What you call a trend, they call tradition.
Southerners eat local foods as a way of life, not because it’s trendy. “Where I live in Mississippi, we are locavores because we live in the middle of nowhere, not because of a fad,” she says. If you don’t grow it yourself, you’re limited to the veggies available on a truck or stand by the side of road.
Not everything is deep fried.
While Foose often travels to teach a popular cooking class she calls Fear of Frying, there’s not as much deep-frying going on at home as you’d think. “People eating a lot of fried stuff are probably going out,” Foose says. “Southern home cooking being all fried is not really accurate for these reasons: It’s a pain to deal with the grease and frying smells up your house.”
Mac ‘n’ cheese is not the only “vegetable.”
Most Southern dinner tables are laden with vegetables, such as boiled or pickled okra and in particular, marinated cucumber salad with onions, according to Foose. “We eat a lot of Jerusalem artichokes and pole beans,” she says. “It’s much more common in the summer, but we eat a lot of root vegetables and baked sweet potatoes in winter.” And legumes are often on the menu, including red beans and rice, pigeon peas and soybeans, which Foose’s cousin grows on his nearby farm.
Meat doesn’t have to be fatty and greasy.
“I have a Prawns in Dirty Rice recipe and when I make at it at home, I use turkey sausage instead of pork,” she says. “Little changes have a big impact. We eat a lot of venison, which is very lean. Farm-raised ducks are fatty, but not wild ones—we eat a lot of quail and ducks.”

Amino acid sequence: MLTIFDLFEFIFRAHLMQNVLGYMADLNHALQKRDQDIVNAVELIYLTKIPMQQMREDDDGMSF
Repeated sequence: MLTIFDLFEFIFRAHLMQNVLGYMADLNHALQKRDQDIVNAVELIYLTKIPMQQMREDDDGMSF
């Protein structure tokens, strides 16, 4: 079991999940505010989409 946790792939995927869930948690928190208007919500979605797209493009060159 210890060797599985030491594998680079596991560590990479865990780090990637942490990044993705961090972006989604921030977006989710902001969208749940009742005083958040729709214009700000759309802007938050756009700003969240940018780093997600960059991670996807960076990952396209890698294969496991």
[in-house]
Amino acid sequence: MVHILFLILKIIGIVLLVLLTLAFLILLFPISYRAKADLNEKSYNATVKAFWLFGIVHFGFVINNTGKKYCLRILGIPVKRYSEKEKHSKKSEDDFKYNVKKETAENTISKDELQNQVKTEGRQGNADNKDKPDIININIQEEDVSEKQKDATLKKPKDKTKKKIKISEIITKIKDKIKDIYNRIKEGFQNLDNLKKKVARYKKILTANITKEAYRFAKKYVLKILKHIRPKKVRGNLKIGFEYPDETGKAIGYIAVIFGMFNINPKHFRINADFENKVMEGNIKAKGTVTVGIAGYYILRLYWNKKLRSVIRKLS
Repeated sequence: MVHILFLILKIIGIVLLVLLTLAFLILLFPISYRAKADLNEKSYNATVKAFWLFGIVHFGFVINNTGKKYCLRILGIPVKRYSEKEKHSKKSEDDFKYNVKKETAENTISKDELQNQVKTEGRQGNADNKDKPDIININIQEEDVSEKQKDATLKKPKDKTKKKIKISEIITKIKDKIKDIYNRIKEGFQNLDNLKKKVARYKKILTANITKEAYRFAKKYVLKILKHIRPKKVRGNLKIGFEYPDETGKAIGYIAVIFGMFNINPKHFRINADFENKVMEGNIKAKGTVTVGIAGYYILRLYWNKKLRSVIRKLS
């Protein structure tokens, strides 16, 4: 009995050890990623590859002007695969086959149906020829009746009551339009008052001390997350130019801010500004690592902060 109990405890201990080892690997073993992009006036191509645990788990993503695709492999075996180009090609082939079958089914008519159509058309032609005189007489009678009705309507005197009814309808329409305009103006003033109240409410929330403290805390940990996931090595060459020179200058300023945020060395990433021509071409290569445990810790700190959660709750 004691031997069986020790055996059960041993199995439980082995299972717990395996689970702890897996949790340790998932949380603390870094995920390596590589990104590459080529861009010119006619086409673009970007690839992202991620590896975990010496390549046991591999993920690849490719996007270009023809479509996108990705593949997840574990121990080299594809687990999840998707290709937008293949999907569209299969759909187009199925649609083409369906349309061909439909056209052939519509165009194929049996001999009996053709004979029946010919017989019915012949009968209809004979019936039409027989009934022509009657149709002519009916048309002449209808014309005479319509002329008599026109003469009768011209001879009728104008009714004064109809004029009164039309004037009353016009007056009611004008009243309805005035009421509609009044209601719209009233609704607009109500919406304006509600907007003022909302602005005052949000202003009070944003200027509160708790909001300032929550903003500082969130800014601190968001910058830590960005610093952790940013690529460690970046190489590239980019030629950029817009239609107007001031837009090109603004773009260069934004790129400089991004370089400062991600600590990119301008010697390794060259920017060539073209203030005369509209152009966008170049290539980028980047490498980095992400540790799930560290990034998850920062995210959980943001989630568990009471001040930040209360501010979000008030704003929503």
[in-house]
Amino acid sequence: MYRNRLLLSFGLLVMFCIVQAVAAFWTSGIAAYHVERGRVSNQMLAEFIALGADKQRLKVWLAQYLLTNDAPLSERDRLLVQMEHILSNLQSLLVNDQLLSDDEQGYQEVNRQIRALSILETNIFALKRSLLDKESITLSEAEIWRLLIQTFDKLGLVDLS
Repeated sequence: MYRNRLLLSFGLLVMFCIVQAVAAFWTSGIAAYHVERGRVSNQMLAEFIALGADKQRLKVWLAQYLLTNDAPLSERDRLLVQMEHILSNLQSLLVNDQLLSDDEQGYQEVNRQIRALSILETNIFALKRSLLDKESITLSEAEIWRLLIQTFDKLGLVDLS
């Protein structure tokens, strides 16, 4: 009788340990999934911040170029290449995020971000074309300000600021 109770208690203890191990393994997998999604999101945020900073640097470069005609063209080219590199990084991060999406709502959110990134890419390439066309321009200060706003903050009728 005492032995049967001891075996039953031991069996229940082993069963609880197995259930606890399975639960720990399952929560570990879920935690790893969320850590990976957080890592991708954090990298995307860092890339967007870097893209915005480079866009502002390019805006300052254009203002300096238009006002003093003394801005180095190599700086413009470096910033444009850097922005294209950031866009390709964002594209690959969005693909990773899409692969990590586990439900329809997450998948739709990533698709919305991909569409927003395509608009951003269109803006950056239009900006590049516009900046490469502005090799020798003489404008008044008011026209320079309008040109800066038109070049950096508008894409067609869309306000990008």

Healthier changes are underway.
Foose notes that some local restaurants, such as the roadside lunch place Miss Pat’s, which has several customers with diabetes, are making healthier swaps in subtle ways. “[The owner of Miss Pat’s] doesn’t say ‘This is a healthy option,’ but she uses smoked turkey wings in her greens instead of a ham hock,” says Foose. “And for dessert, she’s making a lot more cobblers with fruit than she used to do. There are subtle changes that don’t get recognized.”
Foose also mentions a recipe dilemma that came up when she was food stylist for the movie “The Help,” which was set in 1962. For the bridge luncheon scene, Foose wanted to surround plates of tomato aspic with fresh steamed asparagus. “But I realized I didn’t see that until I was in high school,” she says. “You saw canned asparagus and were right proud of that, too. So a lot of positive things have happened in Southern food in the past 20 years.”
Hankering for a taste of the South? Try these healthy recipes from Foose’s "A Southerly Course: Recipes and Stories from Close to Home."
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